Tess Holliday Comes for Spa & Hotel Owners

Tess Holliday has spent much of 2016 spreading awareness about what it’s like to navigate the world as a plus-size woman. She’s called out fat shamers, exposed Facebook’s horrid treatment of larger women, and championed breastfeeding as a viable option for women of size.

Now, the size-22 model and People magazine cover star is highlighting an all-too-familiar struggle for plus-size women: those teeny “one-size-fits-all” robes that spas, hotels, and gyms love providing women patrons.

On December 21, Holliday posted an Instagram photo of herself wearing a robe that didn’t tie closed.

Her enlightening caption said it all: “I’m so glad they had a robe my size,” she wrote. She also hashtagged the photo #onesizehardlyfitsanyone.

Her struggle immediately resonated with fellow plus-size women. They flooded her Instagram post with their own stories.

Many plus-size women always have to worry about simpler things, like whether or not the robe will fit, while trying to relax.

CeCe Olisa, who blogs at Plus Size Princess, detailed this struggle in a 2011 post. When planning her trip to a New York spa, Olisa worried most about the robe not fitting her larger body:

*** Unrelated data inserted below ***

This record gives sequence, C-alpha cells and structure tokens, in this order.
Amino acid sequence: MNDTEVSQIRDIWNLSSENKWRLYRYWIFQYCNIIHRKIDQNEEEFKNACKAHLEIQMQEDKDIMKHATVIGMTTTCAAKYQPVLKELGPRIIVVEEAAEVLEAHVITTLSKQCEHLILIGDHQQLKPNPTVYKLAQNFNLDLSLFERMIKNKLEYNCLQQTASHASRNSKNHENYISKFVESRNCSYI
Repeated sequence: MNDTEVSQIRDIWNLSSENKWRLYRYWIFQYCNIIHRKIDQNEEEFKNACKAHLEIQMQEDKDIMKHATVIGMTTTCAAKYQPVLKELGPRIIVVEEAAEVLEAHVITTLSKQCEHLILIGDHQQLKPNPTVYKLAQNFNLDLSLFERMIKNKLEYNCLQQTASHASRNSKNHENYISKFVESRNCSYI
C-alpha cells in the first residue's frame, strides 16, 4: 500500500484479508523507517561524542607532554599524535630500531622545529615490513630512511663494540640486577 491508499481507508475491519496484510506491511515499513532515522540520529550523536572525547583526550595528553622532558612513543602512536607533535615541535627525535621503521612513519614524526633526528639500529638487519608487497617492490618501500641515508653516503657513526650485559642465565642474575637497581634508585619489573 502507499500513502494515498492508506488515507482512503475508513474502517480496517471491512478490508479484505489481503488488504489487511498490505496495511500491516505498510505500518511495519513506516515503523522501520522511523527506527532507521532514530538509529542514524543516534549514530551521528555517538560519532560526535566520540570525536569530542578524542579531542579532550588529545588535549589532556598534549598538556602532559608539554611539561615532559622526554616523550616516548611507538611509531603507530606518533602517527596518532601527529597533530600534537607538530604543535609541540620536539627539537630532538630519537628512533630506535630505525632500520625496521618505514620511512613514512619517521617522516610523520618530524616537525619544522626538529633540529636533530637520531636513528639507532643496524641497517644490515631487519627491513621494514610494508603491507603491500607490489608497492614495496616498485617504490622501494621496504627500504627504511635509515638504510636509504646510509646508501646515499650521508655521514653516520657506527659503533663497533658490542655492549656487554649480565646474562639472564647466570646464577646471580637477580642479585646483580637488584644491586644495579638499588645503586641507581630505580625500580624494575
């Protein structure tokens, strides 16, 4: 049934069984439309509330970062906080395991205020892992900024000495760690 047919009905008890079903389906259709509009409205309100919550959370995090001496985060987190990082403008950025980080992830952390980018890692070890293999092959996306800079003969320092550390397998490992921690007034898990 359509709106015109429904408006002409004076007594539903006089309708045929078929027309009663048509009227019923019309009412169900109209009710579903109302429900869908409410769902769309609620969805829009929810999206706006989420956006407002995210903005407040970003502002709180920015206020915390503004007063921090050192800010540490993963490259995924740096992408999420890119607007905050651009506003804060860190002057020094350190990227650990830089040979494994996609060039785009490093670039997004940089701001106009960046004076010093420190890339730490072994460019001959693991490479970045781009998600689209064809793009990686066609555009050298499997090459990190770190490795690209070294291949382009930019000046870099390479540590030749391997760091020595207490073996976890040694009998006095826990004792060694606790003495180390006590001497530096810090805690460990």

I was a bit nervous about spending the day in a bathrobe. Every time I’d seen girls doing a spa day on TV or in magazines, they lounged around in luxurious white bathrobes laughing and sipping champagne in between treatments. What if the robes didn’t fit me? I had awkward visions of me tiptoeing from room to room half naked, trying hopelessly to pull a robe around me (kind of like the towels at the gym). That image just wasn’t cute or relaxing. Staying two steps ahead, I decided to bring my white cover-up so that I’d have something in my size.

Thankfully, Olisa’s chosen spa had plus-size robes, but why don’t many other spas, gyms, and hotels invest in them?Pampering shouldn’t just be reserved for smaller women. Plus-size women deserve to be comfortable in spas and hotels too. Wrapping our bodies in robes that actually fit is a small gesture that clearly goes a long way.

Source: Revelist

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